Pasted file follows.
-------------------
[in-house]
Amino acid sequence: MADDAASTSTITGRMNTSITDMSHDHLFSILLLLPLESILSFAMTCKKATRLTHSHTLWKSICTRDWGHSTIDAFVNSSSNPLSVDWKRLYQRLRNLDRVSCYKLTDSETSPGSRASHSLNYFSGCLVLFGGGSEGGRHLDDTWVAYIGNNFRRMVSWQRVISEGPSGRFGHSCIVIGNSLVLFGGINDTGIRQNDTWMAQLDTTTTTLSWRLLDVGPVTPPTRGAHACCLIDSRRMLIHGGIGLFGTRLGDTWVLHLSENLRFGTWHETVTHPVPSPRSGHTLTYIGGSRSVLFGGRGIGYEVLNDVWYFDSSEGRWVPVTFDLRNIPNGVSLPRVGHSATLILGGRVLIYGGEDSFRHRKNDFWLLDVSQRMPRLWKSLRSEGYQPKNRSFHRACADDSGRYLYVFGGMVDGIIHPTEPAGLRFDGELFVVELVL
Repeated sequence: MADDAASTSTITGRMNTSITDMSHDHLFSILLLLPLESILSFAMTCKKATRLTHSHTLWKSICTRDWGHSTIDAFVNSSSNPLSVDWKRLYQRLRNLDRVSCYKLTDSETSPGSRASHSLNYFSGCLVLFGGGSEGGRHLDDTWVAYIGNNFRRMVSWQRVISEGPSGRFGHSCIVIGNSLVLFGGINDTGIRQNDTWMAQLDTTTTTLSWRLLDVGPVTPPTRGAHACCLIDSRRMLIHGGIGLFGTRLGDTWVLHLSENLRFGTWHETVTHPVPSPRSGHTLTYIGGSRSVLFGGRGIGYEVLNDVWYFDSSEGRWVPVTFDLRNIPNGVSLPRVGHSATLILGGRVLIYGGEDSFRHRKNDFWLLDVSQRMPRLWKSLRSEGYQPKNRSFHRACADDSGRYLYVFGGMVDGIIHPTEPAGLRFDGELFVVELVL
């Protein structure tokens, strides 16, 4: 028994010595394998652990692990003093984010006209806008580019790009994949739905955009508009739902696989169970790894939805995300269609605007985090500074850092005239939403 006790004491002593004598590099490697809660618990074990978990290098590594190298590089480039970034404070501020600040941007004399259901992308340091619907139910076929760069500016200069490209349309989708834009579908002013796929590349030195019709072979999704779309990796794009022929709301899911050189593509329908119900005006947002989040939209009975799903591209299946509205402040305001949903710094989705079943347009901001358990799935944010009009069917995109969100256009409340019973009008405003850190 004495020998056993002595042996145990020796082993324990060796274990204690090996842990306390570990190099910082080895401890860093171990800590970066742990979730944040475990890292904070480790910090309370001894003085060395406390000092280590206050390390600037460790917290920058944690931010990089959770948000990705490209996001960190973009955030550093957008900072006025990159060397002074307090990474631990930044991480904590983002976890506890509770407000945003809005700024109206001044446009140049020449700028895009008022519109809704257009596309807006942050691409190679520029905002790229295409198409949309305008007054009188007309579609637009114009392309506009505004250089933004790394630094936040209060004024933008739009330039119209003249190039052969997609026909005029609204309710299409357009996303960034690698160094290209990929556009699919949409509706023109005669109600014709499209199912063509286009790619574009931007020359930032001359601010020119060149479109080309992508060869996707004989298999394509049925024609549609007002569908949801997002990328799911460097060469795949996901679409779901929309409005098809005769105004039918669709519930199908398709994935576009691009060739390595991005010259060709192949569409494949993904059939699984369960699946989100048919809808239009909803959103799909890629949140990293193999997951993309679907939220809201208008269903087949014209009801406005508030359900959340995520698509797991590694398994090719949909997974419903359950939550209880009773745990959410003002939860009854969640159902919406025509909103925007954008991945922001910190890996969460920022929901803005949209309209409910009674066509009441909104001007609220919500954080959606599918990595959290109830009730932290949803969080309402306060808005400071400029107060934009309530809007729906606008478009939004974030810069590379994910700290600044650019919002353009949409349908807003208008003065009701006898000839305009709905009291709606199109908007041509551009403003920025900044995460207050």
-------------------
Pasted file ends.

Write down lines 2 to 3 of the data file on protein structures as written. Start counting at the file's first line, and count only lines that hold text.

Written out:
Amino acid sequence: MADDAASTSTITGRMNTSITDMSHDHLFSILLLLPLESILSFAMTCKKATRLTHSHTLWKSICTRDWGHSTIDAFVNSSSNPLSVDWKRLYQRLRNLDRVSCYKLTDSETSPGSRASHSLNYFSGCLVLFGGGSEGGRHLDDTWVAYIGNNFRRMVSWQRVISEGPSGRFGHSCIVIGNSLVLFGGINDTGIRQNDTWMAQLDTTTTTLSWRLLDVGPVTPPTRGAHACCLIDSRRMLIHGGIGLFGTRLGDTWVLHLSENLRFGTWHETVTHPVPSPRSGHTLTYIGGSRSVLFGGRGIGYEVLNDVWYFDSSEGRWVPVTFDLRNIPNGVSLPRVGHSATLILGGRVLIYGGEDSFRHRKNDFWLLDVSQRMPRLWKSLRSEGYQPKNRSFHRACADDSGRYLYVFGGMVDGIIHPTEPAGLRFDGELFVVELVL
Repeated sequence: MADDAASTSTITGRMNTSITDMSHDHLFSILLLLPLESILSFAMTCKKATRLTHSHTLWKSICTRDWGHSTIDAFVNSSSNPLSVDWKRLYQRLRNLDRVSCYKLTDSETSPGSRASHSLNYFSGCLVLFGGGSEGGRHLDDTWVAYIGNNFRRMVSWQRVISEGPSGRFGHSCIVIGNSLVLFGGINDTGIRQNDTWMAQLDTTTTTLSWRLLDVGPVTPPTRGAHACCLIDSRRMLIHGGIGLFGTRLGDTWVLHLSENLRFGTWHETVTHPVPSPRSGHTLTYIGGSRSVLFGGRGIGYEVLNDVWYFDSSEGRWVPVTFDLRNIPNGVSLPRVGHSATLILGGRVLIYGGEDSFRHRKNDFWLLDVSQRMPRLWKSLRSEGYQPKNRSFHRACADDSGRYLYVFGGMVDGIIHPTEPAGLRFDGELFVVELVL